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skiMany variables affect snow conditions at resorts. Among these are temperature, the sun’s rays, gusting winds, humidity, a thaw-freeze cycle, snowpack depth, slope exposure, rain and snowfall.

Upon arriving at a ski area, go to the information desk and find out what kind of conditions you’ll face on the slopes that day.

Here’s a glossary of 22 snow conditions that can be found at ski areas:

BASE: Heavy, wet snow laid down before a resort opens to create a foundation to last the entire season.

BOILERPLATE: A slippery, glazed covering of ice on a run that can occur after it rains or when wet snow freezes.

BREAKABLE CRUST: A hard snow surface atop a softer layer. Such a crust could break under the weight of a turning ski.

BROKEN POWDER: Fresh powder that has been chopped up by skiers and snowboarders into soft mounds or chunks. Intermediates may find them tricky to navigate.

CHAMPAGNE POWDER: Coveted snow that’s exceptionally light and fluffy, like feathers in a pillow. It occurs under ideal weather conditions in higher elevations of Rocky Mountain states such as Colorado and Utah.

CORDUROY: Best of the best for intermediates. It’s an early morning snowpack that has just been machine-groomed to perfection on wide, easy-to-navigate runs.

CORN: A springtime delight is the pellet snow that resembles corn. It’s ideal for grooming.

CORNICE: An overhanging accumulation of wind-blown snow on the edge of a ridge or cliff.

FIRST TRACKS: A prearranged opportunity to ski on ungroomed or freshly groomed snow – depending on your skill – a half-hour or hour before the entire mountain opens to the public.

FLURRIES: Snow falling for short durations with changes in intensity. They usually result in little accumulation.

GROOMED: Slope terrain that is machine-groomed by snowcats to a smooth surface, with no moguls or hardpack.

HARDPACK or BULLETPROOF: Snow that seems as firm, solid and unforgiving as a city sidewalk because of weather conditions or because there hasn’t been recent snowfall. Turning and edging is more difficult, skis have a tendency to slide and taking a spill on hardpack can be painful. Many beginner and intermediate skiers and boarders mistakenly call hardpack ice.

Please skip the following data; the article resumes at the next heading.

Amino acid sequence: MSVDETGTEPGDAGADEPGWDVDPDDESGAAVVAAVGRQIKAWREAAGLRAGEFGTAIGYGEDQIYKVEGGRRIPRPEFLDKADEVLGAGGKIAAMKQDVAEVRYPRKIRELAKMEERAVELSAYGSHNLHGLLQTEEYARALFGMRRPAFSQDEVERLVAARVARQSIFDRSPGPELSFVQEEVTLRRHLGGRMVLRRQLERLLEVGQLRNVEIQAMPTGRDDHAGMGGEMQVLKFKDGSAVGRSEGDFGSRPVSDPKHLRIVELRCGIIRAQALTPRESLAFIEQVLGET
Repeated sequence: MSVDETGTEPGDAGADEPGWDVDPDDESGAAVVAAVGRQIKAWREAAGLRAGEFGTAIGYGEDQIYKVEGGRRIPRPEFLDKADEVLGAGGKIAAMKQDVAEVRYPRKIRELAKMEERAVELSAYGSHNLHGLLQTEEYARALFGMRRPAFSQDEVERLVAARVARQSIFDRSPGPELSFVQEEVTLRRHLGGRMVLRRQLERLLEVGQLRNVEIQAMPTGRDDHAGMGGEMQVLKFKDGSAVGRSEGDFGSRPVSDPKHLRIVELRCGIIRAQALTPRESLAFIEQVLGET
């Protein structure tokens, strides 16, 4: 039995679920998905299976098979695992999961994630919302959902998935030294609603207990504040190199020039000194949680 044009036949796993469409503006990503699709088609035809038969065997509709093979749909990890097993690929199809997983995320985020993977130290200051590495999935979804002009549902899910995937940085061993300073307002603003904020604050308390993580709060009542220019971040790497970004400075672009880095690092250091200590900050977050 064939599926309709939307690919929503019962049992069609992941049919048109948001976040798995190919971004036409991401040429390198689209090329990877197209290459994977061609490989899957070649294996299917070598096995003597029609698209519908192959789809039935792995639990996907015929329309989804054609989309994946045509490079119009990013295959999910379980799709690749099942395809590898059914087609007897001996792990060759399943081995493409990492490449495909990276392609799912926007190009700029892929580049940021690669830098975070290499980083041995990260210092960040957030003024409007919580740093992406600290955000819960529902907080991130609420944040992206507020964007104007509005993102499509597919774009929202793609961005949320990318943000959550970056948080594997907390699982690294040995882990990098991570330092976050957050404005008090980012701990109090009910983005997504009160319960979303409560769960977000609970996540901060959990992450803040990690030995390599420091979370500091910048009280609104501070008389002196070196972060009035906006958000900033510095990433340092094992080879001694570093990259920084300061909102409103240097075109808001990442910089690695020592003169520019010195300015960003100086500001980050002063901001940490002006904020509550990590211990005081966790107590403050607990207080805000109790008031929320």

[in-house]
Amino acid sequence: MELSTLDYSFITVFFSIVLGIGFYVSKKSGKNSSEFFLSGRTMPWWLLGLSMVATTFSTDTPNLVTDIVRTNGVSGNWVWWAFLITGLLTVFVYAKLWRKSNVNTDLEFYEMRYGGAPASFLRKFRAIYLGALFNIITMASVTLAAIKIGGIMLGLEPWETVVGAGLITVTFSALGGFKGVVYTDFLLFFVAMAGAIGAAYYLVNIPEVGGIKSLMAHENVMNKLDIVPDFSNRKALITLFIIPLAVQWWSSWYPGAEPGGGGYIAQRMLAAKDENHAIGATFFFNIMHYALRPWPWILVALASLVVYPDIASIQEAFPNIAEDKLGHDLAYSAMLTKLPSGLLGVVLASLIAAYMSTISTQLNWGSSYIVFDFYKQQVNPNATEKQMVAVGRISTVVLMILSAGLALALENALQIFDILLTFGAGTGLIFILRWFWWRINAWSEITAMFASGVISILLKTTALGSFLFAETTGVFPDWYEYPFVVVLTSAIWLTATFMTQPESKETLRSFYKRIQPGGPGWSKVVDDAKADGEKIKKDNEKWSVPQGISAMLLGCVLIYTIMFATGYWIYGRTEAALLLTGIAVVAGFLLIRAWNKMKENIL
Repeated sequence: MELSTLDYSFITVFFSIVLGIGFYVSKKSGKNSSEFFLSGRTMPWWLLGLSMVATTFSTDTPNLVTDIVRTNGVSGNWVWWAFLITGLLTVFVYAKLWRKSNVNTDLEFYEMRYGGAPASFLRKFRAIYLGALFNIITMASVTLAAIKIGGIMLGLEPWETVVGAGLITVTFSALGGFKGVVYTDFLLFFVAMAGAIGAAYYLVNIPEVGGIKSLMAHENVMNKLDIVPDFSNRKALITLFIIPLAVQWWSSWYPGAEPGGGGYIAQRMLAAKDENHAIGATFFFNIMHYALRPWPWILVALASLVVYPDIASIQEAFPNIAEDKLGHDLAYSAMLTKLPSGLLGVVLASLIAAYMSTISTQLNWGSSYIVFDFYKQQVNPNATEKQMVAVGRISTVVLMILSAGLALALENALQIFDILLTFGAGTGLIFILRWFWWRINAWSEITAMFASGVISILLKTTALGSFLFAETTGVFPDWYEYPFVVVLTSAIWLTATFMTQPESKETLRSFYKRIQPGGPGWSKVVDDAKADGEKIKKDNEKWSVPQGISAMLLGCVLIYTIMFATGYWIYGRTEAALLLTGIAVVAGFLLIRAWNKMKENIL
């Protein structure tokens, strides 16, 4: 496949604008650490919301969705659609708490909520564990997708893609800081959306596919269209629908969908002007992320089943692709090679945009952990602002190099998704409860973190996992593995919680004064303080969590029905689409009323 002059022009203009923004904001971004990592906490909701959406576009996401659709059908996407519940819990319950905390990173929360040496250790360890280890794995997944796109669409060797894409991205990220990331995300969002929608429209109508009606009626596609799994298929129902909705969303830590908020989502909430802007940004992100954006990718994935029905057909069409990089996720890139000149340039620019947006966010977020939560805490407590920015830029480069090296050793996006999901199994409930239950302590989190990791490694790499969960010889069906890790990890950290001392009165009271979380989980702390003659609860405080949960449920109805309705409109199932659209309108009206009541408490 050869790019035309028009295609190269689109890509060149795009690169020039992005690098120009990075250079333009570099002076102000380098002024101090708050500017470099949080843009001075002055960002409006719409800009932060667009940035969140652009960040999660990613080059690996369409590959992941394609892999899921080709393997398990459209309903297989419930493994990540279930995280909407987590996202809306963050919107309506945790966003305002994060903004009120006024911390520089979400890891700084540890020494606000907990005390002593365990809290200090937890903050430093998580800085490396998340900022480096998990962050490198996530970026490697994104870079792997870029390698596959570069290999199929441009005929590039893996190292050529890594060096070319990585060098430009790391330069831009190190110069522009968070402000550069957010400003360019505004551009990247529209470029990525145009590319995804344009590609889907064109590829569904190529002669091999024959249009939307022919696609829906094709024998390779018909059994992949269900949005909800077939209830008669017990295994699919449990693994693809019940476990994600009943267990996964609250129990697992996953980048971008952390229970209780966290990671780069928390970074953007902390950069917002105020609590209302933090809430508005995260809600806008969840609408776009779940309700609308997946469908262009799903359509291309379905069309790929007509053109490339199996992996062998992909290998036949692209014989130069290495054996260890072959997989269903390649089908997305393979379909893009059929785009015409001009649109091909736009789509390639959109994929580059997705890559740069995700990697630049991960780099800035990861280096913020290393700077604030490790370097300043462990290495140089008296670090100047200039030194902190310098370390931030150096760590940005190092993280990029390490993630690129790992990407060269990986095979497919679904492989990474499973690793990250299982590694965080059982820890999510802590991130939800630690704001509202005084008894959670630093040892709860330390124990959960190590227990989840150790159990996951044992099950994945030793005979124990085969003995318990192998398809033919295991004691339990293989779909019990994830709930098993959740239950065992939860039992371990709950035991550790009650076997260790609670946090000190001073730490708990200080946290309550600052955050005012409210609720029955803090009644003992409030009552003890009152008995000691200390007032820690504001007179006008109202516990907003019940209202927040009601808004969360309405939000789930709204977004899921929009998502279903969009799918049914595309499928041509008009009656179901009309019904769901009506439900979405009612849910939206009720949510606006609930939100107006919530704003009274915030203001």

MAN-MADE: Snow artificially produced by high-tech snowmaking systems.

MOGULS: Bumps of varied sizes on snow created by many skiers and snowboarders turning in the same places.

PACKED POWDER: Soft snow turned over and compacted by grooming machines to make slopes easier to ski.

POWDER: A thin, dry surface of snow consisting of loose, fresh ice crystals.

RAILROAD TRACKS: Hard, corrugated snow with ridges. Skis make a clickety-clack sound as they drop down a slope. Lesser-skilled riders should avoid such slopes. The ridges are rock-hard and can throw riders off balance. Falling on this snow type can be especially painful.

SLAB: Compacted or frozen snow lying beneath freshly fallen snow. It has the potential of sliding and starting an avalanche.

SLUSH: The sluggish, sticky morass caused by a hot, cloudless spring day that melts snow at the base of a ski mountain.

SNOWFALL: The depth of newly fallen snow.

SNOWPACK: Total snow on the ground, including new and old snow.

TABLETOP: A mound of snow with the top sheared off to provide a flat, level surface for snowboarders to jump over.

(By WALT ROESSING / Special Contributor to The Dallas Morning News)

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It’s winter – time to plan for some fun in the snow. If you live in or near Monroe, Wayne or Ontario Counties, there are trails nearby that provide opportunities for a quick evening moonlit ski or a longer weekend outing. Here are 10 of my favoritesSnow Trails.

Monroe County